Percentage Of Completion Method

AAA

DEFINITION of 'Percentage Of Completion Method'

An accounting method in which the revenues and expenses of long-term contracts are recognized yearly as a percentage of the work completed during that year. This is the opposite of the completed contract method, which allows taxpayers to defer the reporting of any income and expenses until a long-term project is completed. The percentage of completion method of accounting is commonly used in construction projects.

INVESTOPEDIA EXPLAINS 'Percentage Of Completion Method'

The percentage of completion method of accounting requires the reporting of revenues and expenses on a yearly basis, as determined by the percentage of the contract that has been fulfilled. The current income and expenses are compared with the total estimated costs to determine the tax liability for the year. For example, a project that is 30% complete in year one and 45% complete in year two would only have the incremental 15% of revenue recognized in the second year.

RELATED TERMS
  1. Cash Accounting

    An accounting method where receipts are recorded during the period ...
  2. Accounting Method

    The method by which income and expenses are reported for taxation ...
  3. Accrual Accounting

    An accounting method that measures the performance and position ...
  4. Revenue

    The amount of money that a company actually receives during a ...
  5. Expense

    1. The economic costs that a business incurs through its operations ...
  6. Accident Year Experience

    Premiums earned and losses incurred during a specific period ...
Related Articles
  1. Fundamental Analysis

    What are the differences between percentage of completion and the completed contract method?

    Learn the advantages and disadvantages businesses face when using either the percentage-of-completion or completed contract methods of accounting.
  2. Investing

    What's the difference between weighted average accounting and FIFO/LILO accounting methods?

    The main difference between weighted average cost accounting, LIFO, and FIFO methods of accounting is the difference in which each method calculates inventory and cost of goods sold. The weighted ...
  3. Investing

    How does accrual accounting differ from cash basis accounting?

    The main difference between accrual and cash basis accounting is the timing of when revenue and expenses are recognized. The cash method is most used by small businesses and for personal finances. ...
  4. Fundamental Analysis

    What's a Tangible Asset?

    Tangible assets are property owned by a business that can be touched -- they physically exist. Examples include furniture and fixtures, computer hardware, delivery equipment, leasehold improvements ...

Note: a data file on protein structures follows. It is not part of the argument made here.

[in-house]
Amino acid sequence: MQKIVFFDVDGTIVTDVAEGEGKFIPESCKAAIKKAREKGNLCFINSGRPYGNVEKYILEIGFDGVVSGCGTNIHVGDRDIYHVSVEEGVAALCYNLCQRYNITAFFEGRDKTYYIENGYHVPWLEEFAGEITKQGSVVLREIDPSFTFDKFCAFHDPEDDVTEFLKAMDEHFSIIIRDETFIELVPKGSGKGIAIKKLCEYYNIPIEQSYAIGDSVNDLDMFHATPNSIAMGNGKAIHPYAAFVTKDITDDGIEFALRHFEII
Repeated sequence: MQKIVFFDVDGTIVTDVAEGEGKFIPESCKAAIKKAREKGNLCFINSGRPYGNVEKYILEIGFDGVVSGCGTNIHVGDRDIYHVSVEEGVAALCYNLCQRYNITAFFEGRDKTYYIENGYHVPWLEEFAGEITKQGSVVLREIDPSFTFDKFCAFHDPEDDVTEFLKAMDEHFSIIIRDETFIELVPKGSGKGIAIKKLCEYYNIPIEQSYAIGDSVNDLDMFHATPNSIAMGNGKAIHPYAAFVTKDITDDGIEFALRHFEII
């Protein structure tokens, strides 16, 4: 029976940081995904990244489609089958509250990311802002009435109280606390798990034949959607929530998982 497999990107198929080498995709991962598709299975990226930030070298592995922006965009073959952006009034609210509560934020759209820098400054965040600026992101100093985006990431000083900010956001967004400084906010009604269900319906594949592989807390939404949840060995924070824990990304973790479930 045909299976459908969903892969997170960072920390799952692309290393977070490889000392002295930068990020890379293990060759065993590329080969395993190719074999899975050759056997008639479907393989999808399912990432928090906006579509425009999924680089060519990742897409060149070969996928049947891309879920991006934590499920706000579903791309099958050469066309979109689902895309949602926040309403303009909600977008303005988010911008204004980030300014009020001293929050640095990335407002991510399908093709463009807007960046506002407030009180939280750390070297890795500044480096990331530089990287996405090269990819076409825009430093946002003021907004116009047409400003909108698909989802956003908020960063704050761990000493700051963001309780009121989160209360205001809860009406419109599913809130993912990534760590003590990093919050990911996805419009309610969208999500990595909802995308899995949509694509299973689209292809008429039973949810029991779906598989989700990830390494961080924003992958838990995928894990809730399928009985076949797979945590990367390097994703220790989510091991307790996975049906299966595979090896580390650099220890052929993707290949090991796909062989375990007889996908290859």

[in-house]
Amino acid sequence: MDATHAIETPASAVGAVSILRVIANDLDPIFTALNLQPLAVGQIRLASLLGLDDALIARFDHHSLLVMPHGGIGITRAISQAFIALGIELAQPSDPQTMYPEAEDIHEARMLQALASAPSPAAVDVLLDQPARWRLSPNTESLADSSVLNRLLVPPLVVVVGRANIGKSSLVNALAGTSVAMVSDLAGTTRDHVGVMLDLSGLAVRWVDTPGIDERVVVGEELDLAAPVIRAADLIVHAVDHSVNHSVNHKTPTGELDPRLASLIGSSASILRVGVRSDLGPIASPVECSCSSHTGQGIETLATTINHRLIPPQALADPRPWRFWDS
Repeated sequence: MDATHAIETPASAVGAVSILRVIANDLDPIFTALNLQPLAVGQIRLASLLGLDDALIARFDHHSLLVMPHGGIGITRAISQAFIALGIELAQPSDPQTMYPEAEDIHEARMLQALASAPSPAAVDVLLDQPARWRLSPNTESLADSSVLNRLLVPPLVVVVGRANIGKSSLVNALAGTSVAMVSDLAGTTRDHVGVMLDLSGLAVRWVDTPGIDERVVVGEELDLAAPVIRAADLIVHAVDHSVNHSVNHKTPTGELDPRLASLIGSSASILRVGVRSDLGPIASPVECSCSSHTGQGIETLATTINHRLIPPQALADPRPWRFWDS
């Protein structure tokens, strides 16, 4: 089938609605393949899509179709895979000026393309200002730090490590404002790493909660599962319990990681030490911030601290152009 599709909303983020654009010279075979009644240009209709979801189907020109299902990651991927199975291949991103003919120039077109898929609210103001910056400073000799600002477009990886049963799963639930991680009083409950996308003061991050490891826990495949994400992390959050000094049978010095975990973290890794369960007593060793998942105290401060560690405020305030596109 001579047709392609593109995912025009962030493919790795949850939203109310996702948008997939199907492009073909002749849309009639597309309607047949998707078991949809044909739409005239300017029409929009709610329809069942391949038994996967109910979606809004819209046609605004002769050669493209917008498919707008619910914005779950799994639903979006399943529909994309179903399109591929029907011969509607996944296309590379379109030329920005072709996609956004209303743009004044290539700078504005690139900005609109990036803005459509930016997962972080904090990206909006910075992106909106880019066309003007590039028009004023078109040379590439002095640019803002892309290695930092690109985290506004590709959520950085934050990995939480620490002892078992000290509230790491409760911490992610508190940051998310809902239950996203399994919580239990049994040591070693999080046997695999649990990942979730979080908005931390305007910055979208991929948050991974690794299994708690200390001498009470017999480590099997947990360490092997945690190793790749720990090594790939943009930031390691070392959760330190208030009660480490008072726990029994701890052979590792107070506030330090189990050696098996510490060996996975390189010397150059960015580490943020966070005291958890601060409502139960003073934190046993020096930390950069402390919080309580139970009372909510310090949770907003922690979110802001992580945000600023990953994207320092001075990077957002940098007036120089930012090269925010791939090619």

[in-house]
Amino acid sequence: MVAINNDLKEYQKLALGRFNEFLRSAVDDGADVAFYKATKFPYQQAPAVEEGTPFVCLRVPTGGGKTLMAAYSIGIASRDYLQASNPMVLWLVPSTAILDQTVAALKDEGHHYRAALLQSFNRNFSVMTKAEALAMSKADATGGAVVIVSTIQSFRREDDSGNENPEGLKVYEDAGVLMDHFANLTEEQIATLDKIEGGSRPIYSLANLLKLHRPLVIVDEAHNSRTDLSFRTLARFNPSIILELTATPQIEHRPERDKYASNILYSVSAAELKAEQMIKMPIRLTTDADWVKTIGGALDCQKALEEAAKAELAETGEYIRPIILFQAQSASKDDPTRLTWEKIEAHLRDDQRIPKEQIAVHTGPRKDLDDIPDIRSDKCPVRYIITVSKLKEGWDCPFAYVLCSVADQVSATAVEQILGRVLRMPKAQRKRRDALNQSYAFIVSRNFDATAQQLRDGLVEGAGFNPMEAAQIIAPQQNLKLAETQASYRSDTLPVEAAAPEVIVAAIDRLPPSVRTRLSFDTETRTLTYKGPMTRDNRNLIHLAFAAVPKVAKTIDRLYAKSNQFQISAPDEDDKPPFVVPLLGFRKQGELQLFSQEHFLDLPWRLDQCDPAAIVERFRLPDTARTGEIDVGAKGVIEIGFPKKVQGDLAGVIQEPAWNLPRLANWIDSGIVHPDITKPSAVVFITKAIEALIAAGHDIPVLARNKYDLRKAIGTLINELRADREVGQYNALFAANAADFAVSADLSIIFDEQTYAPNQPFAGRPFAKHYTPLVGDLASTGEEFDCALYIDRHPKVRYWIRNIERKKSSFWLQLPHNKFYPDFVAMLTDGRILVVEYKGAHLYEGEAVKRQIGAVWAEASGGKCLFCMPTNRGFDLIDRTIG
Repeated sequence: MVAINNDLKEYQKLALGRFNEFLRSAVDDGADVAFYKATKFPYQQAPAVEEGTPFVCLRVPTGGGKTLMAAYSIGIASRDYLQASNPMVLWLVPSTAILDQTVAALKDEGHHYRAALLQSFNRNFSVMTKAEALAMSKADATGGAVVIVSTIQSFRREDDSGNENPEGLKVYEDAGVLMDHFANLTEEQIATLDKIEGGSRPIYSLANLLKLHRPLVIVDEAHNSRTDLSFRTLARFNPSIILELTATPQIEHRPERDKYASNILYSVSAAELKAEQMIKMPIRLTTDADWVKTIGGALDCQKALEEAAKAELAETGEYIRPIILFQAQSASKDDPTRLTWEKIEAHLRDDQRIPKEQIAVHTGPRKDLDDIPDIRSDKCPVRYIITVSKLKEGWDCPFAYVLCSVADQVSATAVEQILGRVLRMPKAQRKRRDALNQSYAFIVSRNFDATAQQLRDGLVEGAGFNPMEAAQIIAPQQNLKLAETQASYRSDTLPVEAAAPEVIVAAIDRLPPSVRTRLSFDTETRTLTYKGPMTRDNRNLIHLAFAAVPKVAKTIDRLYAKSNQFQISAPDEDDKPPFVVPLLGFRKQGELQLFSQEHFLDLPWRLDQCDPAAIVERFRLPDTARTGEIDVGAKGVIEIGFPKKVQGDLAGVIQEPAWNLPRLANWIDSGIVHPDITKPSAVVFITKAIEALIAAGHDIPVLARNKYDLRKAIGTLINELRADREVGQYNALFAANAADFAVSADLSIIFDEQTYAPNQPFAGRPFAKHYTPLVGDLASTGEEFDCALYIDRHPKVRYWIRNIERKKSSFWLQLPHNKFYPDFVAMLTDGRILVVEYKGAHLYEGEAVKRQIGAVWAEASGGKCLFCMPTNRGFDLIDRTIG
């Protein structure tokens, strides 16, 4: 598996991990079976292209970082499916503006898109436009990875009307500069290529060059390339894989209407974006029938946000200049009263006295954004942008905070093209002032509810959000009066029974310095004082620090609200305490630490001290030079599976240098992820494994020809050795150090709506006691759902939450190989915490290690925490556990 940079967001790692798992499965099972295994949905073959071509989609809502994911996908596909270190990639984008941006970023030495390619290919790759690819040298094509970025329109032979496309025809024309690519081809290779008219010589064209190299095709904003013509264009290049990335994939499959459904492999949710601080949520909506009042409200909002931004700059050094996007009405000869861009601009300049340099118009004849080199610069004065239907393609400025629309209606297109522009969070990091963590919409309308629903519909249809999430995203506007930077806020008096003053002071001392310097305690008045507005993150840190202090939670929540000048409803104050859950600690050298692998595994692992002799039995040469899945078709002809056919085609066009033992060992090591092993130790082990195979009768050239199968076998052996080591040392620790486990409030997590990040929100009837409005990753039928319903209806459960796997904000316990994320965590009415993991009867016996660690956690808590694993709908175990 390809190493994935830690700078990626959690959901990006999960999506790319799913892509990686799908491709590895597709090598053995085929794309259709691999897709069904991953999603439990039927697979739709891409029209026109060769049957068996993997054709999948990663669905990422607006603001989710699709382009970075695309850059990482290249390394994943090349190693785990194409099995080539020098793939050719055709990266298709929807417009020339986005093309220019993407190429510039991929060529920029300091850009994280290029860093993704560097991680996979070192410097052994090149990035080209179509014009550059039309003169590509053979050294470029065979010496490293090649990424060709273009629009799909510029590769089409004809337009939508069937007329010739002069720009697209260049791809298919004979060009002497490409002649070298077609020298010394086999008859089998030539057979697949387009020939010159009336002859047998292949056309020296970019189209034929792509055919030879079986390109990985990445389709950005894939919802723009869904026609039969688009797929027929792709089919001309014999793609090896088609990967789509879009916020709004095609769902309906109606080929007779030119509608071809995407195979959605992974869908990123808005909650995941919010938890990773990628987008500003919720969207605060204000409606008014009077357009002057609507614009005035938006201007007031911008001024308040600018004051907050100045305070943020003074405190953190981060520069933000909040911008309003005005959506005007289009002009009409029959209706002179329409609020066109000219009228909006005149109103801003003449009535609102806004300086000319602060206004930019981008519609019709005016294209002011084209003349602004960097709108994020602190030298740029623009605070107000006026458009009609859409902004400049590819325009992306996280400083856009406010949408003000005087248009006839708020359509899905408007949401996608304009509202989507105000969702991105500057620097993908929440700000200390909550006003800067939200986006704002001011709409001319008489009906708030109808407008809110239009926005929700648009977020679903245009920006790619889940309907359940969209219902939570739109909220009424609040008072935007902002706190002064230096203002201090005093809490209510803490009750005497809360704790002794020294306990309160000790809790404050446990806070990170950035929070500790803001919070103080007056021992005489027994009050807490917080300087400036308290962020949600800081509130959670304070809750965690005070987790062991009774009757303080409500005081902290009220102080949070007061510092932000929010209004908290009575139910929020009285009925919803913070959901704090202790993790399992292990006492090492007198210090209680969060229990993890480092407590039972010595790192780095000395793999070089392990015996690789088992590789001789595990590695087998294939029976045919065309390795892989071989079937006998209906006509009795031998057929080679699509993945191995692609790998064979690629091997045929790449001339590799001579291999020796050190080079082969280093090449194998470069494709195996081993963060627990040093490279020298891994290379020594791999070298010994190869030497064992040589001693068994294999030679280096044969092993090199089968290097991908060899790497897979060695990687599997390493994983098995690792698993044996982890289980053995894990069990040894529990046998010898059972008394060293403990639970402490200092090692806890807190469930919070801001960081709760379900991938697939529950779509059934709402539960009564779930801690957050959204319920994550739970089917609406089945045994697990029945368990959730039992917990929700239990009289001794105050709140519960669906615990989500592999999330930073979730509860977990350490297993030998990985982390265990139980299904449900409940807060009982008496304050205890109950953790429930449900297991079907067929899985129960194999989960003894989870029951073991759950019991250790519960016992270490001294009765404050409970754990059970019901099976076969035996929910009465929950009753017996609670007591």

5. Fundamental Analysis

    Cash Flow From Operating Activities

    Cash flow from operating activities is a section of the Statement of Cash Flows that is included in a company’s financial statements after the balance sheet and income statements.
  6. Fundamental Analysis

    What are the components of shareholders' equity?

    Understanding company valuation figures, such as shareholders' equity, can be a powerful tool in assessing the financial strength of a business.
  7. Fundamental Analysis

    What is the difference between the acid test ratio and working capital ratio?

    Using liquidity ratios to determine the financial stability of a company is an important tool to accounting professionals and investors.
  8. Fundamental Analysis

    What are some examples of return on investment capital?

    Read about some basic examples of return on investment capital for publicly traded companies and companies that have a handful of investors.
  9. Bonds & Fixed Income

    What is the difference between the yield of stock and the yield of a bond?

    Explore and understand the various meanings of the investment term "yield" as it is applied to equity investments and bond investments.
  10. Fundamental Analysis

    What is the difference between cash flow and EBIDTA?

    Understand the difference between cash flow and EBITDA, and find out why cash flow is a more comprehensive metric for evaluating a company's financial health.

You May Also Like

Hot Definitions
  1. Portfolio Turnover

    A measure of how frequently assets within a fund are bought and sold by the managers. Portfolio turnover is calculated by ...
  2. Commercial Paper

    An unsecured, short-term debt instrument issued by a corporation, typically for the financing of accounts receivable, inventories ...
  3. Federal Funds Rate

    The interest rate at which a depository institution lends funds maintained at the Federal Reserve to another depository institution ...
  4. Fixed Asset

    A long-term tangible piece of property that a firm owns and uses in the production of its income and is not expected to be ...
  5. Break-Even Analysis

    An analysis to determine the point at which revenue received equals the costs associated with receiving the revenue. Break-even ...
  6. Key Performance Indicators - KPI

    A set of quantifiable measures that a company or industry uses to gauge or compare performance in terms of meeting their ...
Trading Center